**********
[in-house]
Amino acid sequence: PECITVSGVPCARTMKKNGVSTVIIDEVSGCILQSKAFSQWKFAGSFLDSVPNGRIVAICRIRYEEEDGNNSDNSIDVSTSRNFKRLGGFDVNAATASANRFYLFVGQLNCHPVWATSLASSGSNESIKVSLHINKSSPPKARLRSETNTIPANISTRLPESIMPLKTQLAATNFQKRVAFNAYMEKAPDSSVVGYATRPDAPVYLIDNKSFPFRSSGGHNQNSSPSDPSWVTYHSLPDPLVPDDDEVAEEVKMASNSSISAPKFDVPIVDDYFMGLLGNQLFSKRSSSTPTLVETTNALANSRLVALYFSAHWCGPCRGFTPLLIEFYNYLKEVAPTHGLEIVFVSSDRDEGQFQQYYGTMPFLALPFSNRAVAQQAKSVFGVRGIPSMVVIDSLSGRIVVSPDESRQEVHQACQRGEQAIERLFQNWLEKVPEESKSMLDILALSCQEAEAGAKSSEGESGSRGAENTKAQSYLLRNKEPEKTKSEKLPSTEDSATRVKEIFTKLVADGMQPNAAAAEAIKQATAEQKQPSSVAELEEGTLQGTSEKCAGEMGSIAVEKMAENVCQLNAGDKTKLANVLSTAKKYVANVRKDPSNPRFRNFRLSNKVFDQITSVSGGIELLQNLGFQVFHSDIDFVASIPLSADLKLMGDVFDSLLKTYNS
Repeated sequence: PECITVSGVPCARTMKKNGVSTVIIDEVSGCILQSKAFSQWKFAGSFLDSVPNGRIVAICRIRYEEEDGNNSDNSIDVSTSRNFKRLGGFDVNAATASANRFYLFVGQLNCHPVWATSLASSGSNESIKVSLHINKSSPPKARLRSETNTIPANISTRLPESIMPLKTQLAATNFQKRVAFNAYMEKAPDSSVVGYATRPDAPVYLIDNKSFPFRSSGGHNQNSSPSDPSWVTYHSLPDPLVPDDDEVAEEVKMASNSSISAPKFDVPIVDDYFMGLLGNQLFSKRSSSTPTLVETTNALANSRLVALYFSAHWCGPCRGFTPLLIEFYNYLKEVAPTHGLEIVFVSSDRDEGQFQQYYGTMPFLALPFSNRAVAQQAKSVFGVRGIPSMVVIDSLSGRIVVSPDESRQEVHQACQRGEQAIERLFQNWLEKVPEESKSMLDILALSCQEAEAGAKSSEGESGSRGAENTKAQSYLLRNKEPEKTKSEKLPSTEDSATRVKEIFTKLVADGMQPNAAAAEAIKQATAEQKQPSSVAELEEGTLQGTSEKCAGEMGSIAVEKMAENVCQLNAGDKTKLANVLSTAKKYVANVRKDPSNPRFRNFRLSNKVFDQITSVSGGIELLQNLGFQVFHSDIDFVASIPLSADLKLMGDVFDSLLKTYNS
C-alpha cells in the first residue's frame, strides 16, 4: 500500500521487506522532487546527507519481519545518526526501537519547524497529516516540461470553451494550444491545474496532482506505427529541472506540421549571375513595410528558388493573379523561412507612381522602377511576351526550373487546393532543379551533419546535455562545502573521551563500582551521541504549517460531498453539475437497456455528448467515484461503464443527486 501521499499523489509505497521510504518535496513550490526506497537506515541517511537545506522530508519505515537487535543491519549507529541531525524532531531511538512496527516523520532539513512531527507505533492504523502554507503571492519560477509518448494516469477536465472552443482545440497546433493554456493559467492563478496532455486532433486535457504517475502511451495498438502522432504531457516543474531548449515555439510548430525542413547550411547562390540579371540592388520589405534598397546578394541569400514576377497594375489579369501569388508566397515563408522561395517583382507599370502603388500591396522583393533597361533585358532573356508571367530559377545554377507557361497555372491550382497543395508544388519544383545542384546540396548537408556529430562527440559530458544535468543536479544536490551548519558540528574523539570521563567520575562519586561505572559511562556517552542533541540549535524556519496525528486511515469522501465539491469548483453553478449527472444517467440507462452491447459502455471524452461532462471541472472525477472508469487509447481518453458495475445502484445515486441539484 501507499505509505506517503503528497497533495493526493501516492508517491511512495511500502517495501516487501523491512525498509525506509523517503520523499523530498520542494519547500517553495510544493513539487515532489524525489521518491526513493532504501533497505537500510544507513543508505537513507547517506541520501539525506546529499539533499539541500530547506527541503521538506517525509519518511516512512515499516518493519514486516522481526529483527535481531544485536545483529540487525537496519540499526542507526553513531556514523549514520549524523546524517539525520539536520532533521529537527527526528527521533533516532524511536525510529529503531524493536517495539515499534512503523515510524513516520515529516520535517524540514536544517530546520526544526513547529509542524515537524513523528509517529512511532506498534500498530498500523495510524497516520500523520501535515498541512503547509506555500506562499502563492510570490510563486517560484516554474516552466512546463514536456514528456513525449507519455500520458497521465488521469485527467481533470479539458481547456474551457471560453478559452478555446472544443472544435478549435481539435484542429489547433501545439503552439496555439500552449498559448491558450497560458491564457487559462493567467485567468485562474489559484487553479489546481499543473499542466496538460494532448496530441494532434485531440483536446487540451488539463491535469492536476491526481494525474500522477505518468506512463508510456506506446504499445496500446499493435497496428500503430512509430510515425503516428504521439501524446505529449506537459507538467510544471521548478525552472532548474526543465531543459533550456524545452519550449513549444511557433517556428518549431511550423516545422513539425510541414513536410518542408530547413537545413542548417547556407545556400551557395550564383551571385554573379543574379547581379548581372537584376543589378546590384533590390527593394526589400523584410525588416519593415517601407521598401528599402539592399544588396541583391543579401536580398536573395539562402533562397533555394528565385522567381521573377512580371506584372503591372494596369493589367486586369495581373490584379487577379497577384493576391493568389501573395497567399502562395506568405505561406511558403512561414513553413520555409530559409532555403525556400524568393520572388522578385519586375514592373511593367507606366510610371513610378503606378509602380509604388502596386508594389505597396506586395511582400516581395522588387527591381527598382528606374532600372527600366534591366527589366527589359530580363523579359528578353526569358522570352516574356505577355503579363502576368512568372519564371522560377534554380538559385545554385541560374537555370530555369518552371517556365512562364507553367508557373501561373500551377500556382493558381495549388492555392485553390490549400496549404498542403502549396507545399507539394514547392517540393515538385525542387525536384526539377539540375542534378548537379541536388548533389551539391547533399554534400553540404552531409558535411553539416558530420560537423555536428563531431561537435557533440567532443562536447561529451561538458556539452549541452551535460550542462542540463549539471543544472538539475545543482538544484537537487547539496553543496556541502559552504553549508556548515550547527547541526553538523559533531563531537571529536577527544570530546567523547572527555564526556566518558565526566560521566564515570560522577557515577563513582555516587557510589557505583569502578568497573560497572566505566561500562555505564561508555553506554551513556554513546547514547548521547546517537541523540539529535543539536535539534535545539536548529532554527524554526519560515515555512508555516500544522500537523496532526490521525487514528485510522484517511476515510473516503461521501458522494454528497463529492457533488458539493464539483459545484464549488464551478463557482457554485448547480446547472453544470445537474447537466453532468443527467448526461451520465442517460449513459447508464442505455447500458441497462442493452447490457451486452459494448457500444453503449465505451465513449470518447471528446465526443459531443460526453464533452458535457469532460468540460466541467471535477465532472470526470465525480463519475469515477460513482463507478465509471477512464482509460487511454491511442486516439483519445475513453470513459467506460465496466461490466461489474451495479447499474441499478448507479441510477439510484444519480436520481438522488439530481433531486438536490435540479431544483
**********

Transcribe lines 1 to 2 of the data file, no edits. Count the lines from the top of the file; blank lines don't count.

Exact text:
[in-house]
Amino acid sequence: PECITVSGVPCARTMKKNGVSTVIIDEVSGCILQSKAFSQWKFAGSFLDSVPNGRIVAICRIRYEEEDGNNSDNSIDVSTSRNFKRLGGFDVNAATASANRFYLFVGQLNCHPVWATSLASSGSNESIKVSLHINKSSPPKARLRSETNTIPANISTRLPESIMPLKTQLAATNFQKRVAFNAYMEKAPDSSVVGYATRPDAPVYLIDNKSFPFRSSGGHNQNSSPSDPSWVTYHSLPDPLVPDDDEVAEEVKMASNSSISAPKFDVPIVDDYFMGLLGNQLFSKRSSSTPTLVETTNALANSRLVALYFSAHWCGPCRGFTPLLIEFYNYLKEVAPTHGLEIVFVSSDRDEGQFQQYYGTMPFLALPFSNRAVAQQAKSVFGVRGIPSMVVIDSLSGRIVVSPDESRQEVHQACQRGEQAIERLFQNWLEKVPEESKSMLDILALSCQEAEAGAKSSEGESGSRGAENTKAQSYLLRNKEPEKTKSEKLPSTEDSATRVKEIFTKLVADGMQPNAAAAEAIKQATAEQKQPSSVAELEEGTLQGTSEKCAGEMGSIAVEKMAENVCQLNAGDKTKLANVLSTAKKYVANVRKDPSNPRFRNFRLSNKVFDQITSVSGGIELLQNLGFQVFHSDIDFVASIPLSADLKLMGDVFDSLLKTYNS